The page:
On November 24, 1997, at 1600 central standard time (cst), a Cessna 152, N49908, operated by an airline transport pilot, sustained substantial damage when on short final for landing at a private airstrip, the airplane's vertical stabilizer struck a powerline. The airplane subsequently impacted the terrain. Visual meteorological conditions prevailed at the time of the accident. The personal flight was being conducted under 14 CFR Part 91. No flight plan was on file. The pilot reported minor injuries. The flight originated at West Chicago, Illinois, at 1530 cst.

In his written statement, the pilot said that he was en route to Harvard, Illinois, in the vicinity of the private airstrip, when the airstrip's owner contacted the pilot over the radio and invited him to land his airplane there. The pilot said that he had overflow the airstrip on previous occasions and knew that it was long enough to land on, but was unaware of any obstacles in the vicinity of the airstrip. While on final, the pilot saw powerlines running parallel to the west side of the runway. The pilot flew the approach so as to land slightly east of the runway centerline. On short final the pilot saw a second set of powerlines crossing the approach end of the airstrip. The pilot tried to fly under them, but the leading edge of the airplane's vertical stabilizer impacted the wire. The airplane yawed, pitched up slightly and then dropped to the ground.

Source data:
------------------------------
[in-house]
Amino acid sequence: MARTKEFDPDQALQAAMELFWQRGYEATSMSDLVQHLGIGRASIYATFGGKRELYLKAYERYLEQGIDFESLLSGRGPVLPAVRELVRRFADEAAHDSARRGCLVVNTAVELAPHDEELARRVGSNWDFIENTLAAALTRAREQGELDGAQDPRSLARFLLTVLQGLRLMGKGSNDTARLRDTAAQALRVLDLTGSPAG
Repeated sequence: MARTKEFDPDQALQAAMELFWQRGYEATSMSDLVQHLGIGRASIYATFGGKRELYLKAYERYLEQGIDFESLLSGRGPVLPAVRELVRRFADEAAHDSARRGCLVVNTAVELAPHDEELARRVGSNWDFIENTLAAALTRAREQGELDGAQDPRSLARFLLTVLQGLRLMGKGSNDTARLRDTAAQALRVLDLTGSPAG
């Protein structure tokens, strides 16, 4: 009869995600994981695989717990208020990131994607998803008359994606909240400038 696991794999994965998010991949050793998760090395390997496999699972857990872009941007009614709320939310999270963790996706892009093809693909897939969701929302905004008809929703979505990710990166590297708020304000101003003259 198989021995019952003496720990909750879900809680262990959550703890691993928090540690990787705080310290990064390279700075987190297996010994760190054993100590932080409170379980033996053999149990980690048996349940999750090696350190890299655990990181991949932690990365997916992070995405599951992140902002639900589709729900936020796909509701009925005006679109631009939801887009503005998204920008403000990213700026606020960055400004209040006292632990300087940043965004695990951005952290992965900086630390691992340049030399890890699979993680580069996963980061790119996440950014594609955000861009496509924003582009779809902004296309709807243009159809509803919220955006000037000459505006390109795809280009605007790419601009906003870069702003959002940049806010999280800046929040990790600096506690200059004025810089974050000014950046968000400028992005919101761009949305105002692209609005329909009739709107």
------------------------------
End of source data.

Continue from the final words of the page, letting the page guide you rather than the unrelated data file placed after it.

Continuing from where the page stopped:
A Federal Aviation Administration (FAA) inspector examined the wreckage at the airstrip. The airplane's nose gear was broken off. The propeller had broken off at the flange. Both blades were bent aft and showed chordwise scratches. The engine mount was twisted to the right. The airplane's fuselage showed right twisting and buckling through the cabin, aft to the empennage. Flight control continuity was confirmed. Examination of the airplane's engine, engine controls and other airplane systems revealed no anomalies.

Use your browsers 'back' function to return to synopsis
Return to Query Page